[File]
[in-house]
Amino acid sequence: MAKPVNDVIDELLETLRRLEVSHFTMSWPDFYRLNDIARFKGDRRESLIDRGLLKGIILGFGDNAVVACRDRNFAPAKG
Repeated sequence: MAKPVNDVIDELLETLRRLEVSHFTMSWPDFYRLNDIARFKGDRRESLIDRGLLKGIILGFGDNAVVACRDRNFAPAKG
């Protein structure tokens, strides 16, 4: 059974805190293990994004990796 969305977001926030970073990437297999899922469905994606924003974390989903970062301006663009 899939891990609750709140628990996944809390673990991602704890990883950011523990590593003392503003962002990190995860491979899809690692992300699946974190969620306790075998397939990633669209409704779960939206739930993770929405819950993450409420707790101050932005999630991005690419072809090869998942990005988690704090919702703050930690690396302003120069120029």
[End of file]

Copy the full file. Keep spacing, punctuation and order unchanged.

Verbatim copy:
[in-house]
Amino acid sequence: MAKPVNDVIDELLETLRRLEVSHFTMSWPDFYRLNDIARFKGDRRESLIDRGLLKGIILGFGDNAVVACRDRNFAPAKG
Repeated sequence: MAKPVNDVIDELLETLRRLEVSHFTMSWPDFYRLNDIARFKGDRRESLIDRGLLKGIILGFGDNAVVACRDRNFAPAKG
């Protein structure tokens, strides 16, 4: 059974805190293990994004990796 969305977001926030970073990437297999899922469905994606924003974390989903970062301006663009 899939891990609750709140628990996944809390673990991602704890990883950011523990590593003392503003962002990190995860491979899809690692992300699946974190969620306790075998397939990633669209409704779960939206739930993770929405819950993450409420707790101050932005999630991005690419072809090869998942990005988690704090919702703050930690690396302003120069120029």